Musings from the lab…

So instead of actually doing science like I should be, I’m going to wax poetically on the methods and practices of science from the standpoint of a young grad student still trying to find her place.

They teach you in schools about the scientific method over the course of maybe one class period. It’s dry, it’s set in stone, and then you move on to get deluged in facts and discoveries. All that a school kid sees is “we know this and this and this, discovered by so-and-so on these dates.” Blech. The textbooks were choked with this stuff, and most teachers found it difficult to meet state requirements and still teach the wondrous journeys of science, that is, those few teachers who understand it themselves.

And then you jump into research, as an undergrad or grad student. Maybe early on your advisors are careful to set you up with a self-contained project. You are skeptical that your little findings have any impact on the field, but you accomplished something and you are proud and that’s good. Later, you are trying to find a thesis topic. You are trying to design your own project and experiments and test your own hypotheses. Your thesis needs to be something really big to be important enough to publish, get you degree, help you get a good job, etc. With all of that, it’s hard to see how science really works.

Science, she is a cruel and exacting mistress. Your day-to-day work will not be glamorous, or eventful, or brilliant. You spend it designing precision instruments, then futzing with them until they work, writing scripts and code to analyze, take apart, scrutinize, summarize, and plot your data from every angle. You test many theories, big and small, but mostly small, and strive to understand what you are seeing.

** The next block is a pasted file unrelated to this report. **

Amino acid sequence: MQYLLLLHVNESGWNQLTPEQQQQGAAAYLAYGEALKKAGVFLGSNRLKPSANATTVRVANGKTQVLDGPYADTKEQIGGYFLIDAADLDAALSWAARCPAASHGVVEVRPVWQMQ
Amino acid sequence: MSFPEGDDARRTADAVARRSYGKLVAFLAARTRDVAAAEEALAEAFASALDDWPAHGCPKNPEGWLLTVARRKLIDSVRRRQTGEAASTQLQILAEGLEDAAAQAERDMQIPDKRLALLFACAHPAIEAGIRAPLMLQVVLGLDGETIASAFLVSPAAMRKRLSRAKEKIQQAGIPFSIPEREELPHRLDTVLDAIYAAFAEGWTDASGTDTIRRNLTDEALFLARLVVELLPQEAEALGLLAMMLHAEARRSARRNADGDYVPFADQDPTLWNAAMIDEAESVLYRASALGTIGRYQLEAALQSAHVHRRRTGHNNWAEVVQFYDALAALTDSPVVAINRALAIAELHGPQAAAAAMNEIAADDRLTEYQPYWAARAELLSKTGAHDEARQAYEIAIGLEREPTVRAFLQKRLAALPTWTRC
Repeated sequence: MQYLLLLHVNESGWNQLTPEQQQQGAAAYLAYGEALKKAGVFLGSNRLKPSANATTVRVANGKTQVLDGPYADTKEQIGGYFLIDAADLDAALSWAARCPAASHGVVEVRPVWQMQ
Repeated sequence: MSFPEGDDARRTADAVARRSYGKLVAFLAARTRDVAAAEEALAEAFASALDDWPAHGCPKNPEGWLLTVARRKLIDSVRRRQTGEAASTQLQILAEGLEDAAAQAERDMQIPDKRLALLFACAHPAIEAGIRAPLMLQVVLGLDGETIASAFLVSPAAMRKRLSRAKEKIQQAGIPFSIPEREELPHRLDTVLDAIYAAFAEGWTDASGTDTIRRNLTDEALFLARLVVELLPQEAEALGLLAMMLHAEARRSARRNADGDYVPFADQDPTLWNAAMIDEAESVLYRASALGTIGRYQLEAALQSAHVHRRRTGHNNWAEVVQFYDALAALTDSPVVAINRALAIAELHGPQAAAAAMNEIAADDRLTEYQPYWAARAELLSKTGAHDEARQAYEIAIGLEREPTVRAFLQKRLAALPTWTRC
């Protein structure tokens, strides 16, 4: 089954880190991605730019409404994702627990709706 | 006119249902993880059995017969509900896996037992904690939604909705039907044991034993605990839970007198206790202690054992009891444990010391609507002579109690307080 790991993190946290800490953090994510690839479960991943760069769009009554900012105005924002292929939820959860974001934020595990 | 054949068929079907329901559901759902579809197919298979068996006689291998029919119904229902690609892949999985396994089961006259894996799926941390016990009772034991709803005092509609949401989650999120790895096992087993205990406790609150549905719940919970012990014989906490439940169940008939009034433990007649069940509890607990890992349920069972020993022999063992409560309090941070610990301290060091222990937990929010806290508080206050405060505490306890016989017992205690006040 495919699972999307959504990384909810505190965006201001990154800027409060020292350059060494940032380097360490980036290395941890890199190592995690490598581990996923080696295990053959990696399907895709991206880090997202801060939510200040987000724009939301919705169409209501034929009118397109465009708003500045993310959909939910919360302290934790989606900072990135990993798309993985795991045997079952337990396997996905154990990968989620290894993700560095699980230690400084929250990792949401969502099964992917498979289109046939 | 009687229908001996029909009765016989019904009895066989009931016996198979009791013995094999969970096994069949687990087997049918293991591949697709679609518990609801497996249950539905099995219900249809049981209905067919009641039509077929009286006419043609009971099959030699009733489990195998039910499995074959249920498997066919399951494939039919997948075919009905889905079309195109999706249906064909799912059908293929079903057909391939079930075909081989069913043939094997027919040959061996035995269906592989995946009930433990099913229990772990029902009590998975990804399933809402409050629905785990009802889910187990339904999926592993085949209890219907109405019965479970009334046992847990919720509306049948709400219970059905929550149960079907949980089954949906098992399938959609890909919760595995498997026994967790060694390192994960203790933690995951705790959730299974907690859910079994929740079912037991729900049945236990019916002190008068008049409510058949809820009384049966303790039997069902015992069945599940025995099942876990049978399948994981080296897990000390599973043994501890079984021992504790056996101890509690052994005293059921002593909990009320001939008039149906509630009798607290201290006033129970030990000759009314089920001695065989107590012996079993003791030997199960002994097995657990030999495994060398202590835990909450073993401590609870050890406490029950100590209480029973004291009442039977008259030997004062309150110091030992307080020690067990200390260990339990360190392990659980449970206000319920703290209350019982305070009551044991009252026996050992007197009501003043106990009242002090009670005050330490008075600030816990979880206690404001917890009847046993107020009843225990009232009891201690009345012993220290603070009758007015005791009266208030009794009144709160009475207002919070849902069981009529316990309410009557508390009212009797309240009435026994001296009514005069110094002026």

It’s not so lonely, though. Science is a collaborative effort. It is a social endeavor as well as individual. I’ve watched my collaborators rip apart well know mathematical formulations and scientific theories to understand why, to make sure it all makes sense. We check each others work, peer over each others shoulders, show and tell and talk and talk. And that’s even before the formal peer review process of publication to a journal. Two astronomers were arguing over a concept, each with their own description of how some mathematical analysis would work, and each made prediction that was testable so finally one pointed to a computer and said, “show me.” And they worked it out through the code. THAT is when you know you are doing science, when someone says “show me” and you can. That is also why science is social, for we each challenge each others ideas and methods with a healthy skepticism that keeps science honest.

So when you see this, and you work through this day to day, its no wonder that scientists get angry when some intelligent design proponent says that his theory is as valid as any other. Try as I might, I see no evidence of skepticism or science in the work on intelligent design theorists. And so the blatant attack on science makes me angry. (UPDATE: Newsweek needs a lesson in this definition. In an already abhorrent tabloid-esque piece comparing Darwin and Lincoln, it says “…a scientist in the sense that we understand the term–a highly trained specialist whose professional vocabulary is so arcane that he or she can talk only to other scientists.” Excuse me while I vomit.)

Here is where the scientists, as some already do very well, can help out: Education and Outreach. Some love it, some hate it, but it is necessary more and more in a civilization that depends so heavily on the fruits of scientific labor. The wonder and discoveries of science need to be communicated, but the same for the methods and activities of scientists. The mode of thinking that brings each of us closer and closer to some scientific truth every day. The attack on science needs to be met with science education on a much grander scale than where we are today. And maybe all it takes is for each one of us to spend a few hours a month doing some outreach, and doing it in a way that has not been done enough in the past. Teach the methods, and then show the results. Show the critical thinking and the debate and the skepticism inherent in the process. Start with the young, but reach out to all ages. Everyone could stand to use a little more science in their lives.